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Generate Income in Retirement

The transition from working and receiving a salary to being retired and living on your savings, and any other retirement income you may have, is a major one. It is likely to be the biggest financial adjustment you’ll face. How you manage your retirement assets may be a key factor in determining the lifestyle you’re able to enjoy.

Understand your retirement income sources

Taxable accounts. Conventional wisdom suggests withdrawing money from taxable accounts first. The main rationale for tapping taxable accounts first is that it gives the assets in your tax-deferred retirement accounts more time to benefit from potential tax-deferred growth.

Tax-deferred accounts. Distributions from traditional IRAs, 401(k)s and other tax-deferred retirement plans are generally subject to income taxes. Ideally, you will be in a lower marginal tax bracket when you start withdrawing money from these accounts. At some point you must start taking annual required minimum distributions (RMDs).

Roth IRAs. Because Roth IRAs offer potentially tax-free earnings, you may want to consider keeping these accounts intact for as long as possible. The RMD rules do not apply to Roth IRAs during the account owner’s lifetime.

An older person and a financial professional discussing something in an office.

Make your assets last

The possibility of outliving your assets is a real concern. How long will your retirement assets last? That depends on a number of factors, including the amounts you spend, your life span and the return on your investments.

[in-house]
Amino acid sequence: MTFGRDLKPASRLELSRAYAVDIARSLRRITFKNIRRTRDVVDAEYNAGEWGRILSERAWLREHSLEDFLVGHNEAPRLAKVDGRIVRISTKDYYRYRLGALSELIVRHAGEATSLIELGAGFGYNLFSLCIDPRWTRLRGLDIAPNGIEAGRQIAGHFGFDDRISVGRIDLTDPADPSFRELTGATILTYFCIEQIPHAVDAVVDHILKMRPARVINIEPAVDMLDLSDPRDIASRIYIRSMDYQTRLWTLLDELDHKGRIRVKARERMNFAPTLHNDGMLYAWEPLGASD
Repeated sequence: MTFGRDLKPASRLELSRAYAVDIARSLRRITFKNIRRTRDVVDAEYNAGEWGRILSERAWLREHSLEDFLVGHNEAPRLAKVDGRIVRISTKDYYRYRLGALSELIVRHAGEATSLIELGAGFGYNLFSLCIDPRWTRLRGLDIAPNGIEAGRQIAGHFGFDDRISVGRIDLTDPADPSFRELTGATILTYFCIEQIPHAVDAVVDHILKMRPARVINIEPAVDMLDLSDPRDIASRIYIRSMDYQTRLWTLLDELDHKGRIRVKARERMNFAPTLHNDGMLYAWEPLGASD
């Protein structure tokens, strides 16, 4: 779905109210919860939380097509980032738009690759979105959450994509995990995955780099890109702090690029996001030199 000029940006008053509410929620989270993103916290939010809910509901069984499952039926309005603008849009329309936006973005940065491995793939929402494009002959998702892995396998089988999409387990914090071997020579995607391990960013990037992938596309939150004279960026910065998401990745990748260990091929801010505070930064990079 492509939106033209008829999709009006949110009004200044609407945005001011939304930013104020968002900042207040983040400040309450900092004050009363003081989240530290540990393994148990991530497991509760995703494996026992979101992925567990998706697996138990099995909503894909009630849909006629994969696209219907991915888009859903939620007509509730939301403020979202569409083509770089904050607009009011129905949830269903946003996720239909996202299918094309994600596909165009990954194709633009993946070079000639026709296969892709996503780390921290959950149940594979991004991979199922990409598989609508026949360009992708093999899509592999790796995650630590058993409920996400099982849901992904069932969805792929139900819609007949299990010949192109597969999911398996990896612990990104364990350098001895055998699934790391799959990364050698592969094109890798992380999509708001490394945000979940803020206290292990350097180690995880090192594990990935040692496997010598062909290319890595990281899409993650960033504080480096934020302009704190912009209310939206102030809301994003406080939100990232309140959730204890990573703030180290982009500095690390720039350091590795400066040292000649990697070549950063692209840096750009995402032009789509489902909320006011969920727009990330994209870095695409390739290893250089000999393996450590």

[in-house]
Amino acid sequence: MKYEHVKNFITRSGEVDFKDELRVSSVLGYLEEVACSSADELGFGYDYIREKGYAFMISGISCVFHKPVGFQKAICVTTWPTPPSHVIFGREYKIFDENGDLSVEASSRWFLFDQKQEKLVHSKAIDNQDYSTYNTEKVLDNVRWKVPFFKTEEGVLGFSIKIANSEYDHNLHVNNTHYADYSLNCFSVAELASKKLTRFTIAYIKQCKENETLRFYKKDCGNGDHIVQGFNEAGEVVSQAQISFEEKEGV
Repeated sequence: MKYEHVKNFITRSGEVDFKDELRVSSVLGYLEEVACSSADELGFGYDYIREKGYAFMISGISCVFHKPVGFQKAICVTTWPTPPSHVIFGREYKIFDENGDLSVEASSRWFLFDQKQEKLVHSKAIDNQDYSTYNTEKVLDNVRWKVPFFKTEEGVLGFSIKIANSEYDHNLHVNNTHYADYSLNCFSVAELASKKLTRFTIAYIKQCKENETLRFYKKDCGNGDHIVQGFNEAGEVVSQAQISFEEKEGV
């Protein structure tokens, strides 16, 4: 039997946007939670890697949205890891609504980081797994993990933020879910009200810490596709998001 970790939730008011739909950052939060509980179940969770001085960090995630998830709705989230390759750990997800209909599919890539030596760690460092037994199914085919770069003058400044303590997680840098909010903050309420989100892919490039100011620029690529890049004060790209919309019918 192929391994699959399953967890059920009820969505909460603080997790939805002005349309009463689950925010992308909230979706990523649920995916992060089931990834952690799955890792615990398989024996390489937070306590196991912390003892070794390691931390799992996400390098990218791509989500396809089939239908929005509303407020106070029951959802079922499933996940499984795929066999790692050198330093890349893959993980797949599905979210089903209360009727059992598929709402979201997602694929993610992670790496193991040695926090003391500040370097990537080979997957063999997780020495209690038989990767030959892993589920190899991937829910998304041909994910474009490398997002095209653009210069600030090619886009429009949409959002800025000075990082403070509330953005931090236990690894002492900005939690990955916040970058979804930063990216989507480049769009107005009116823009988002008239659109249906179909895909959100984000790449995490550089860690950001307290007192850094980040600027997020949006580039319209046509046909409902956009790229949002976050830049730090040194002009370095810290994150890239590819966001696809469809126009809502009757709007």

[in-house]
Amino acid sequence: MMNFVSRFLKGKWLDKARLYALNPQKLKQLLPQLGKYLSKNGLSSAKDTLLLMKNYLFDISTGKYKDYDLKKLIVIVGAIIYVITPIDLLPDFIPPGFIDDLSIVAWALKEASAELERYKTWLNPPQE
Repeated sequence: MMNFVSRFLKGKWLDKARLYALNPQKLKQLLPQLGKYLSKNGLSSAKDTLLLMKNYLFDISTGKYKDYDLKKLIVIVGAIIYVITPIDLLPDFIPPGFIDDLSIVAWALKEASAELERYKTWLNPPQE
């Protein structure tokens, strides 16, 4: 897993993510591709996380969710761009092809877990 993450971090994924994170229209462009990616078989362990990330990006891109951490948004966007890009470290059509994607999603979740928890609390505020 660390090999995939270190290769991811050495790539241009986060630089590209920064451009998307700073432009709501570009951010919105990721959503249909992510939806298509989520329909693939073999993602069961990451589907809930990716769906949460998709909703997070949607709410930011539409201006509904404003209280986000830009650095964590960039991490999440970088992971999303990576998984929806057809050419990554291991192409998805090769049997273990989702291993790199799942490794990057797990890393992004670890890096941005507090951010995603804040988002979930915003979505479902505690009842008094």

How your assets are invested will be a key component of your financial plan during your retirement. Your financial advisor can help you develop an appropriate asset allocation for your investment portfolio and a withdrawal plan that suits your personal circumstances.

A combination of prudent planning and wise investment and tax strategies can help you successfully manage your retirement income — and ensure that your retirement goals will be met.

Notices & Disclosures

* An annuity may impose charges, including but not limited to surrender charges, mortality and expense risk charges, administrative fees, underlying fund expenses, and feature charges that can reduce the value of your account and the return on your investment. You will have to pay federal income tax on any earnings you withdraw from the annuity during retirement or before. Payments and guarantees are subject to the claims-paying ability of the issuing insurance company, and the underlying investment options are subject to market risk and may lose value.

Article is adapted from content provided by DTS.

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